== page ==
CBN to Adopt Recycling Instead of Burning Banknotes

CBN to Adopt Recycling Instead of Burning Banknotes

There are indications that the Central Bank of Nigeria (CBN) may adopt recycling of old and defaced banknotes instead of burning.

 The apex bank in a document published on its website called on recycling companies to submit proposals for a contract to recycle wasted banknotes.

“Section 18(d) of the CBN act 2007 authorises the apex bank to arrange for the destruction of currency notes and coins withdrawn from circulation under the provision of section 20(3) of the said act or otherwise found by the bank to be unfit for use,” the call for proposal read.

“The CBN generates 100 tons of paper banknote wastes on a weekly basis in 12 disposable centres across the country.

“The wasted banknotes are destroyed through open-air burning in sites owned by the bank or rented from state governments.”

In the document, the CBN management said the process of burning the banknotes is causing harm to the environment.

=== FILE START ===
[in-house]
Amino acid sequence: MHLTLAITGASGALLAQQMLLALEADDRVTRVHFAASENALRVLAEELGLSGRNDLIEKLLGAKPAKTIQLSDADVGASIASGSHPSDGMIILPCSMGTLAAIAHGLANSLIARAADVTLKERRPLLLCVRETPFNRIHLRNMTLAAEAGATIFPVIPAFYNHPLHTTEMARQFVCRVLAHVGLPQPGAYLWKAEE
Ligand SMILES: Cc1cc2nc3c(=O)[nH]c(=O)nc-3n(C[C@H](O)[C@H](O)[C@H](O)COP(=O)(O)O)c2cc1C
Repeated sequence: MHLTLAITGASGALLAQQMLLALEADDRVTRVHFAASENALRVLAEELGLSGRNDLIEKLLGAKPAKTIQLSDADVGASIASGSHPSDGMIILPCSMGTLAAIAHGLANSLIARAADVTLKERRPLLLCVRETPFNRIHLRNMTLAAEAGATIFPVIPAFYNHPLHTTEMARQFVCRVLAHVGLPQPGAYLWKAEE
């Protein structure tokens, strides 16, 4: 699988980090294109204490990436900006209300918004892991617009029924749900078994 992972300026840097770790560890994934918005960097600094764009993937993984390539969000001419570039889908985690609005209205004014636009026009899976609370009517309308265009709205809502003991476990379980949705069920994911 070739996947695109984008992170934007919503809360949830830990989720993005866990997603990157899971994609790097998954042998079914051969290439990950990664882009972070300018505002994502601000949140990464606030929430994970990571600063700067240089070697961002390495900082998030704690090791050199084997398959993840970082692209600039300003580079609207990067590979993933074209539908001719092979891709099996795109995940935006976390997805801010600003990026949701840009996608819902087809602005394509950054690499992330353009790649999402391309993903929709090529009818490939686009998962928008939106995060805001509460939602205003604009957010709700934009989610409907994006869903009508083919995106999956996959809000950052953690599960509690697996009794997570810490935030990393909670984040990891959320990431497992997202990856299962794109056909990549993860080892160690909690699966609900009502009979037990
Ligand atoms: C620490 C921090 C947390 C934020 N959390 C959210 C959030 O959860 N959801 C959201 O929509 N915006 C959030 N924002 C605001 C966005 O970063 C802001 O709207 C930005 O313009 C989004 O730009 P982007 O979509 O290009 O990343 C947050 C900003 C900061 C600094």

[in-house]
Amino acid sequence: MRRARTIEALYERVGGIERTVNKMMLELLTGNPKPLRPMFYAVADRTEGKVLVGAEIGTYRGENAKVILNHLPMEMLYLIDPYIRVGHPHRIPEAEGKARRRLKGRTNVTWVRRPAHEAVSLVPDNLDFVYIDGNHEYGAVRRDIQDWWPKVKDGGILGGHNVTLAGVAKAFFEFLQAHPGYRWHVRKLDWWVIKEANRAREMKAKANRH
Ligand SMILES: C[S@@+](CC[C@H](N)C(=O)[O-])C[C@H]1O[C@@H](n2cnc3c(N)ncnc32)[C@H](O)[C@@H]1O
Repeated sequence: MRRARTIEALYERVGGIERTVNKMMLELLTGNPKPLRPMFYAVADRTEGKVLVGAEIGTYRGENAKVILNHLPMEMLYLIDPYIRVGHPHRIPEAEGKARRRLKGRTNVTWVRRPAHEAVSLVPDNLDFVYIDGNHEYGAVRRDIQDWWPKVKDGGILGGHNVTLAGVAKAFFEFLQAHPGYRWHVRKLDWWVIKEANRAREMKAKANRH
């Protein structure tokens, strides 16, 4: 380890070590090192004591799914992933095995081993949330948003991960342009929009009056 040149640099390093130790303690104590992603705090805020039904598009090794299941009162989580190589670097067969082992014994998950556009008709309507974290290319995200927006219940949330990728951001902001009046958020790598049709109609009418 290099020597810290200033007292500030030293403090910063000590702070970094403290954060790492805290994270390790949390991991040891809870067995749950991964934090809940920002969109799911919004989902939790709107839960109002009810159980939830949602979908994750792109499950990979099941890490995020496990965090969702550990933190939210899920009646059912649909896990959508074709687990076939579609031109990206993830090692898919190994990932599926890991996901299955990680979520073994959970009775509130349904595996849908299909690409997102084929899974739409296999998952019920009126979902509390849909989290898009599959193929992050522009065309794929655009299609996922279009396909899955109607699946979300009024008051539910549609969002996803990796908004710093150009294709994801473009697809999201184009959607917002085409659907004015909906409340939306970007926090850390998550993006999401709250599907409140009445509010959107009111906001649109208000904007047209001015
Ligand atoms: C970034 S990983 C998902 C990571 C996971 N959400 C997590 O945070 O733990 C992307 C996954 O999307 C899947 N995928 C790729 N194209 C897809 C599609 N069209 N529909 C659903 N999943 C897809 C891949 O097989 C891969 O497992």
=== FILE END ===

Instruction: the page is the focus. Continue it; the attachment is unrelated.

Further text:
It said recycling has been identified as a better alternative; beneficial to both the environment and the economy.

“In this mode, the banknote wastes would be recycled by converting the wastes into useful products,” it explained.

“Central Bank of Nigeria is seeking proposals from accredited recycling companies interested in utilizing paper banknote wastes in its recycling process. The purpose of this request for proposal (RFP) is to solicit competitive proposals from reputable companies that can recycle CBN paper banknote wastes into useable products that can be beneficial to the nation while adhering to health safety and environment (HSE) standards.”

The deadline for submission of proposals is March 11, 2020.

Meanwhile the CBN said on Tuesday it had injected $210 million into the interbank foreign exchange market, extending efforts to boost liquidity and alleviate dollar shortages.

Dollar inflows have dwindled as weak sentiment has been worsened by fears that the coronavirus outbreak in China will hit demand in one of Nigeria’s major trading partners, traders said.

The central bank said in a statement that it had released $100 million for the wholesale currency market, $55 million for small businesses and individuals, and $55 million for certain dollar expenses such as school fees and medical bills.


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